I would definitely focus on companies that can appreciate your domain expertise while have to pick up some can definitely break do that in different ways.
- Management consultant / Investment banker —> Product Manager
- Customer Support —> Business Analyst/Project Manager or Program Manager —> Product Manager
- Marketing —> Product Marketing —> Product Manager
- Design —> Product Design —> Product Manager
“How do you leverage an MBA and my work experience as a Business analyst for 4 years to become a PM? What additional things are needed to break into the PM world from a BA world?“
Ultimately, an MBA is a great way to show recruiters that you have business acumen. However without practical experience, it leaves the question of ‘what have you built/managed?’ open to interpretation.
Here are my thoughts:
- An MBA can be very valuable for networking, you can make good contacts and have fun. But, an MBA is usually best for banking and consulting. An online certification might be a more efficient – and cost-effective – way to get a PM job and meet aspiring and existing Product Managers.
- MBA’s are best for gaining overall business acumen. While some programs may touch upon product management, they normally do not go beyond theory. You will need to find a place to apply your education.
There are a few things that will help you break into the PM world:
- Build something. Check out these side projects created by some of our students.
- Find a mentor. Learn from a real-life PM or find one best practices.
- Network. Checkout product Meetups events in your city.
- Read. Check out Cracking the PM Interview.
- Hackathons. Check out product hackathons such as ProtoHack or StartupWeekend.
“How easy is it to move to a PM role without much technical background but being in technical sales for over 5 years?“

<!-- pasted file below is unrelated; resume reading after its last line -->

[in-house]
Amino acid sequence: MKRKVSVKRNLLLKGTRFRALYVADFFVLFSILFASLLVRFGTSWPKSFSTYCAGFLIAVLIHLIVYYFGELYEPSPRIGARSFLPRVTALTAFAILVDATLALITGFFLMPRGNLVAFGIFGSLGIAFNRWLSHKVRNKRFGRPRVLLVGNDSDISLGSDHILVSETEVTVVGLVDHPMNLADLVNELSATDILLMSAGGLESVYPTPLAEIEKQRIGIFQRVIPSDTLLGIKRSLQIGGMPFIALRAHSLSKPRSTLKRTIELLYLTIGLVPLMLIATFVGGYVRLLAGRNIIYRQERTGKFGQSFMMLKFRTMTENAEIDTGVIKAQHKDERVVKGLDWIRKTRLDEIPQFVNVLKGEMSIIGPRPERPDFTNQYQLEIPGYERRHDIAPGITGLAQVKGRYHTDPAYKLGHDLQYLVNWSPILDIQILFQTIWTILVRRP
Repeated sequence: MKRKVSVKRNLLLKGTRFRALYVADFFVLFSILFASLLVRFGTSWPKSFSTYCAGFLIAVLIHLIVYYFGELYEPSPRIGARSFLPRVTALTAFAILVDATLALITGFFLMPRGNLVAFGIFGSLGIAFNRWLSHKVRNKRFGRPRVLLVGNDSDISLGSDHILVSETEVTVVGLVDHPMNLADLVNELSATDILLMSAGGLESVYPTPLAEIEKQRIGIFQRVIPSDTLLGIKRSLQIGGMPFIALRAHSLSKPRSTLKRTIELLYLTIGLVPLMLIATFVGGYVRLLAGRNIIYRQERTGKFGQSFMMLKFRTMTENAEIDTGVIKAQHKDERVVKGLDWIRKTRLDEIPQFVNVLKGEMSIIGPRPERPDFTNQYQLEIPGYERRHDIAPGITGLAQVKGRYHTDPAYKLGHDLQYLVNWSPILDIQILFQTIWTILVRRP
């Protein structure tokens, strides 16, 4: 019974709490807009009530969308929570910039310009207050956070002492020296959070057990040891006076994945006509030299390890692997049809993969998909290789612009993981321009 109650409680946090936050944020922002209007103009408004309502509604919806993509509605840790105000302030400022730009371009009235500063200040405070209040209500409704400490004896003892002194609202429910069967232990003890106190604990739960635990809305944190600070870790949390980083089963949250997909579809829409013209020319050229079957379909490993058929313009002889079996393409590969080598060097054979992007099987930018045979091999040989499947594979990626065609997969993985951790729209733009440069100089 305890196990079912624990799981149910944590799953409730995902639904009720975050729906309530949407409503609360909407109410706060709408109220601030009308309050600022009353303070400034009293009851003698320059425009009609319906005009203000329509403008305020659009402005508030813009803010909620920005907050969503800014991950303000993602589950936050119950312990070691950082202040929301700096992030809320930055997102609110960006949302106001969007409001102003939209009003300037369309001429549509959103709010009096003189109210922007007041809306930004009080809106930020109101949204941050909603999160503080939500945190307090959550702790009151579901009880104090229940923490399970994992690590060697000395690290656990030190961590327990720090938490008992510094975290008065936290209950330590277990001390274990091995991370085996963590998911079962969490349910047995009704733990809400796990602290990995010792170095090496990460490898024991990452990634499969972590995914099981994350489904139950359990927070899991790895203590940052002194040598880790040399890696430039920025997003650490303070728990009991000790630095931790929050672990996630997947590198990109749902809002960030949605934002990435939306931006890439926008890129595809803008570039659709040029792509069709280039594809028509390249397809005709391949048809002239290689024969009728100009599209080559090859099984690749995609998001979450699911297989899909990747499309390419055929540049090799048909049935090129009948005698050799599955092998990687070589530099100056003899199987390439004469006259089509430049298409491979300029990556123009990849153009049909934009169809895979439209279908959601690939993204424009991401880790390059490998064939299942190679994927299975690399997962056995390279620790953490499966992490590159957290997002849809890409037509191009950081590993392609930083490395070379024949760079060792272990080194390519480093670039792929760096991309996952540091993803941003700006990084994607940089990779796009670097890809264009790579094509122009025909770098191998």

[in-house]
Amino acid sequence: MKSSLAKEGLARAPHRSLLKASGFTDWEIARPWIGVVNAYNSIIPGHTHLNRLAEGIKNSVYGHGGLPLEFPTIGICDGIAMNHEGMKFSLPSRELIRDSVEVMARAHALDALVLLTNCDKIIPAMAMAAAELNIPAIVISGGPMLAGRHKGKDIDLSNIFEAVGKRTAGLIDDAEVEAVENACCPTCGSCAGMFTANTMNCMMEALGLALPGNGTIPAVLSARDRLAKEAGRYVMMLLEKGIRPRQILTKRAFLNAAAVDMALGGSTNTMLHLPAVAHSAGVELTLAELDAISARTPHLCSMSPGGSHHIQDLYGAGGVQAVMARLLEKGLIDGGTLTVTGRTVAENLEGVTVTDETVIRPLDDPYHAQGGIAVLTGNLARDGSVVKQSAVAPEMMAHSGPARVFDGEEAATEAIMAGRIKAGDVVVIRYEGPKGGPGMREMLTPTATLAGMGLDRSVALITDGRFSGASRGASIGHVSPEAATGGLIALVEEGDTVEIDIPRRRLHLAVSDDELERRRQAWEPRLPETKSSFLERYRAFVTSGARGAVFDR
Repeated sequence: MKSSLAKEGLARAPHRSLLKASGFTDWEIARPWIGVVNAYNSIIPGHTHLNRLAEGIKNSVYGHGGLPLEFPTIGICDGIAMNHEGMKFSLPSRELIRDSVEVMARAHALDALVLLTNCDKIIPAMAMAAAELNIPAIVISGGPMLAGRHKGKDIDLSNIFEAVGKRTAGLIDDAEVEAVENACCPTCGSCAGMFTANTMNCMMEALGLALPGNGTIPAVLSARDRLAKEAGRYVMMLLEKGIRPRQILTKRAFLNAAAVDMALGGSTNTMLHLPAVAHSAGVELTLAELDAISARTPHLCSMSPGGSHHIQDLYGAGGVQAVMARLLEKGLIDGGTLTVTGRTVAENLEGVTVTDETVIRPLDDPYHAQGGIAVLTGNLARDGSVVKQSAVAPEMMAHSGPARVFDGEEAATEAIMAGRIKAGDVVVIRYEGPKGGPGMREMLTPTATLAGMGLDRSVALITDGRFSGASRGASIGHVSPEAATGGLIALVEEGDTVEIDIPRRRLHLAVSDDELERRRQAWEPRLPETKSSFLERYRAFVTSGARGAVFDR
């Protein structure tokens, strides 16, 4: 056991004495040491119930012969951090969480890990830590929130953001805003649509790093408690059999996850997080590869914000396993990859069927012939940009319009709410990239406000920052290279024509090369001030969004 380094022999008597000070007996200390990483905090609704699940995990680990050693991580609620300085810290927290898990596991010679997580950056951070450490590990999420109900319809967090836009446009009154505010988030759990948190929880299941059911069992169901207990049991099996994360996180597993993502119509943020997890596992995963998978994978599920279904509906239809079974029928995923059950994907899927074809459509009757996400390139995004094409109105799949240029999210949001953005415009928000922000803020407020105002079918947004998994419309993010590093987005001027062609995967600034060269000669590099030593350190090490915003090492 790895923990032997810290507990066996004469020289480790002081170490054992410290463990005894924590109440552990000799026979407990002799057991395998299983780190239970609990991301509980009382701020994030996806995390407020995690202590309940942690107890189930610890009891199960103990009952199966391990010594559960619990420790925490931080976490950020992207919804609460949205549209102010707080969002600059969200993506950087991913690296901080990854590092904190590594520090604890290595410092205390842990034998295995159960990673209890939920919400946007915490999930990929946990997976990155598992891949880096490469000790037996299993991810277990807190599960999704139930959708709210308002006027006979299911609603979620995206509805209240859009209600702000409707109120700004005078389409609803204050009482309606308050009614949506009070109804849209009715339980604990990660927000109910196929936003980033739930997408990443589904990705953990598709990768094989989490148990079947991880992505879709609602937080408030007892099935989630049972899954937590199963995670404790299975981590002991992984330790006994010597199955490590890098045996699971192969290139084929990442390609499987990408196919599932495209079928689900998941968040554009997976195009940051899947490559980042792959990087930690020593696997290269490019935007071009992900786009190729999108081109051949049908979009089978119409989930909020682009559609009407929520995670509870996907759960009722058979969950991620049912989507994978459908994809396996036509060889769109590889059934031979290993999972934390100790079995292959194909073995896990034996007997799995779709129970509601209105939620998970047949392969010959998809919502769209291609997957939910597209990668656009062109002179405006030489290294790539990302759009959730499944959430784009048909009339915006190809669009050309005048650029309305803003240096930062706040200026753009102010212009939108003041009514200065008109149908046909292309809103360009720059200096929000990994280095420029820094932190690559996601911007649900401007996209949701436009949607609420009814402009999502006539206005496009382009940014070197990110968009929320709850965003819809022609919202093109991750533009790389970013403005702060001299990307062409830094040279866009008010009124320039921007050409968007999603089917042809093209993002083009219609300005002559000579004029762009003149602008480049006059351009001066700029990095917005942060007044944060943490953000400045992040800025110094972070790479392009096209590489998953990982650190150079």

It’s never easy, and that’s why it makes it so great when you achieve your goal. That being said, take a look at my previous answer about how to transition into PM from a non-technical background. Good luck!
“What conversion from application to company making contact should be reasonable, when applying for PM positions as entry candidate with QA Lead experience?
I’ve just calculated 7%, which makes me frustrated, what do you think?“
It really depends on many variables such as your background, companies that you are targeting, location, etc. Getting a job is a job itself, so treat yourself as if you were the product and build a conversion funnel based on the variables that I mentioned. There are multiple steps in that funnel like phone screen, in person meeting, homework assignment, second in person meeting, job offer, etc. This way you will be able to understand your conversion rate in each step of the funnel, and where you need to focus now in order to ultimately get a PM job.
I would treat this job search process The same way the previous question was about how to break into PM from a technical background, I can guarantee that you can also do it from a non-technical background such as marketing. Actually, a lot of our students do so
In New York for example we also have a lot of management consultants, MBAs and finance people who want to break into tech, and PM is a strong option for them.
Want to join the next conversation? We’ll be having another Product Chat soon, get your invite to our Slack community to get all the details. See you inside.